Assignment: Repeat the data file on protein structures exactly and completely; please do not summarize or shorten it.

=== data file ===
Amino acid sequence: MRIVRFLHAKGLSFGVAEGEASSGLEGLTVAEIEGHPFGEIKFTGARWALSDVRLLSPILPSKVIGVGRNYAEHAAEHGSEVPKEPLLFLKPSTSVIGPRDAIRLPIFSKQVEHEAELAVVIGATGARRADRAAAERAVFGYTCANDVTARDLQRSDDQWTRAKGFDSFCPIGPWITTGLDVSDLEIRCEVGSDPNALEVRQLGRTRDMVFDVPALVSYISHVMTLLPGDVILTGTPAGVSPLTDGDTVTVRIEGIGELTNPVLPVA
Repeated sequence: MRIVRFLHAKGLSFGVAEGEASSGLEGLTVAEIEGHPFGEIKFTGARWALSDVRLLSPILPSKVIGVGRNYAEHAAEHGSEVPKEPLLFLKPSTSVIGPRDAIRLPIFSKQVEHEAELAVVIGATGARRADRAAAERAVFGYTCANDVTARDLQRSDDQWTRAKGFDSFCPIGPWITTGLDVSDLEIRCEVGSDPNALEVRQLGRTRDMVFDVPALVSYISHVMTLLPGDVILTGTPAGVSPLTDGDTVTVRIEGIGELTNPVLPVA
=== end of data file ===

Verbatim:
Amino acid sequence: MRIVRFLHAKGLSFGVAEGEASSGLEGLTVAEIEGHPFGEIKFTGARWALSDVRLLSPILPSKVIGVGRNYAEHAAEHGSEVPKEPLLFLKPSTSVIGPRDAIRLPIFSKQVEHEAELAVVIGATGARRADRAAAERAVFGYTCANDVTARDLQRSDDQWTRAKGFDSFCPIGPWITTGLDVSDLEIRCEVGSDPNALEVRQLGRTRDMVFDVPALVSYISHVMTLLPGDVILTGTPAGVSPLTDGDTVTVRIEGIGELTNPVLPVA
Repeated sequence: MRIVRFLHAKGLSFGVAEGEASSGLEGLTVAEIEGHPFGEIKFTGARWALSDVRLLSPILPSKVIGVGRNYAEHAAEHGSEVPKEPLLFLKPSTSVIGPRDAIRLPIFSKQVEHEAELAVVIGATGARRADRAAAERAVFGYTCANDVTARDLQRSDDQWTRAKGFDSFCPIGPWITTGLDVSDLEIRCEVGSDPNALEVRQLGRTRDMVFDVPALVSYISHVMTLLPGDVILTGTPAGVSPLTDGDTVTVRIEGIGELTNPVLPVA